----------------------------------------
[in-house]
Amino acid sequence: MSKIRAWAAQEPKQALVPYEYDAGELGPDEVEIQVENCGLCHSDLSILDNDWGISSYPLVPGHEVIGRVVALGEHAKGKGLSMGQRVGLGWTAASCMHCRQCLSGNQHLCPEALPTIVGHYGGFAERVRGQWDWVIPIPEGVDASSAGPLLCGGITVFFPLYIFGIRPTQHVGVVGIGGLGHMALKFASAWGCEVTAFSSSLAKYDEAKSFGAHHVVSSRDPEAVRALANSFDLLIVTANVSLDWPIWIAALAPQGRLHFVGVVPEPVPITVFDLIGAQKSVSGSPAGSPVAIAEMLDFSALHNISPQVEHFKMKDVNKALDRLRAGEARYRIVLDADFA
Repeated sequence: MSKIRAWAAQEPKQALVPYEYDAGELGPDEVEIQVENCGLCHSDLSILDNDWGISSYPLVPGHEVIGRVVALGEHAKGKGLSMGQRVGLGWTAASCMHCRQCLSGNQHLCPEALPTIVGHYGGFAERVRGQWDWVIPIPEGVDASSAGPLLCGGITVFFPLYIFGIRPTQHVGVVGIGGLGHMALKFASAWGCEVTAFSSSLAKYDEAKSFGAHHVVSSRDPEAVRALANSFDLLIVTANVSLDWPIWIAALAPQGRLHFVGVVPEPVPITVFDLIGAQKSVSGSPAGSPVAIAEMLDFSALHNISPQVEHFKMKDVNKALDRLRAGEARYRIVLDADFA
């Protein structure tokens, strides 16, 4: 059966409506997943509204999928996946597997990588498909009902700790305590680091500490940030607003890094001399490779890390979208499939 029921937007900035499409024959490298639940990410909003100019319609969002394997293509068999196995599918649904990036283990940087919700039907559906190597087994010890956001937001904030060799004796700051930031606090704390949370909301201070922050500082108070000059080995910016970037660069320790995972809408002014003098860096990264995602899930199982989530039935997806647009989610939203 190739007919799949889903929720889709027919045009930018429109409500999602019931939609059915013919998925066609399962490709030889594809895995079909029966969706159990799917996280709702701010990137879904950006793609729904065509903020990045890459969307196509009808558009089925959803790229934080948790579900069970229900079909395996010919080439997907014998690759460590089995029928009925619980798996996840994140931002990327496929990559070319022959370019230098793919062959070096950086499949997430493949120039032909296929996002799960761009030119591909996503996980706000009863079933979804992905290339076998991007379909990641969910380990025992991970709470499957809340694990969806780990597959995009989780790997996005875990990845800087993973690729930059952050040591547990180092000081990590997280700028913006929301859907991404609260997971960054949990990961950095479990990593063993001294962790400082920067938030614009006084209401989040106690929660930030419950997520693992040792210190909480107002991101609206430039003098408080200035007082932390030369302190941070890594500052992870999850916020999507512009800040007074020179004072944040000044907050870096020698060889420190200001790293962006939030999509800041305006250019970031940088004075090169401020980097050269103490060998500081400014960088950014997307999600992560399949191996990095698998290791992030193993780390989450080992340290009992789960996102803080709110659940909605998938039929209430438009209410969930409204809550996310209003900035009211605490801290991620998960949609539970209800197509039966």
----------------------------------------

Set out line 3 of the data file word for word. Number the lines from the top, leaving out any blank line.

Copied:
Repeated sequence: MSKIRAWAAQEPKQALVPYEYDAGELGPDEVEIQVENCGLCHSDLSILDNDWGISSYPLVPGHEVIGRVVALGEHAKGKGLSMGQRVGLGWTAASCMHCRQCLSGNQHLCPEALPTIVGHYGGFAERVRGQWDWVIPIPEGVDASSAGPLLCGGITVFFPLYIFGIRPTQHVGVVGIGGLGHMALKFASAWGCEVTAFSSSLAKYDEAKSFGAHHVVSSRDPEAVRALANSFDLLIVTANVSLDWPIWIAALAPQGRLHFVGVVPEPVPITVFDLIGAQKSVSGSPAGSPVAIAEMLDFSALHNISPQVEHFKMKDVNKALDRLRAGEARYRIVLDADFA